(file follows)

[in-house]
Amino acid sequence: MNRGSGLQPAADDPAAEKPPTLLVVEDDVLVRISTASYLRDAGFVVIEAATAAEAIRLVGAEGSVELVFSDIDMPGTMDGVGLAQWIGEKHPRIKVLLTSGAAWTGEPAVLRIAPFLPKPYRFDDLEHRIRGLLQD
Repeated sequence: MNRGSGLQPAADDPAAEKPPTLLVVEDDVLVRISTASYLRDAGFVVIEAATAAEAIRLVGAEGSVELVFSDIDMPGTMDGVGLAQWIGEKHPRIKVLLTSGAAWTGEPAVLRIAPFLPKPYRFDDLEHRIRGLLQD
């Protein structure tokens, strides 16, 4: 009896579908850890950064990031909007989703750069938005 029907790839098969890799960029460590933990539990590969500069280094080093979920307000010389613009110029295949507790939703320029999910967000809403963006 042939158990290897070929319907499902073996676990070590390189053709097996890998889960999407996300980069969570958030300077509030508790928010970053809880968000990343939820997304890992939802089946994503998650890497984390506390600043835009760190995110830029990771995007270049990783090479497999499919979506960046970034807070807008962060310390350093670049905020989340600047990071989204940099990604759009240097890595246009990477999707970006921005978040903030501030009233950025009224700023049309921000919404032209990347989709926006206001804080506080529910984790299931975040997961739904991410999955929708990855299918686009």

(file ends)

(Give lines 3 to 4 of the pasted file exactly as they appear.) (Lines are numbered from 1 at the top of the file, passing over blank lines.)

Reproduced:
Repeated sequence: MNRGSGLQPAADDPAAEKPPTLLVVEDDVLVRISTASYLRDAGFVVIEAATAAEAIRLVGAEGSVELVFSDIDMPGTMDGVGLAQWIGEKHPRIKVLLTSGAAWTGEPAVLRIAPFLPKPYRFDDLEHRIRGLLQD
């Protein structure tokens, strides 16, 4: 009896579908850890950064990031909007989703750069938005 029907790839098969890799960029460590933990539990590969500069280094080093979920307000010389613009110029295949507790939703320029999910967000809403963006 042939158990290897070929319907499902073996676990070590390189053709097996890998889960999407996300980069969570958030300077509030508790928010970053809880968000990343939820997304890992939802089946994503998650890497984390506390600043835009760190995110830029990771995007270049990783090479497999499919979506960046970034807070807008962060310390350093670049905020989340600047990071989204940099990604759009240097890595246009990477999707970006921005978040903030501030009233950025009224700023049309921000919404032209990347989709926006206001804080506080529910984790299931975040997961739904991410999955929708990855299918686009």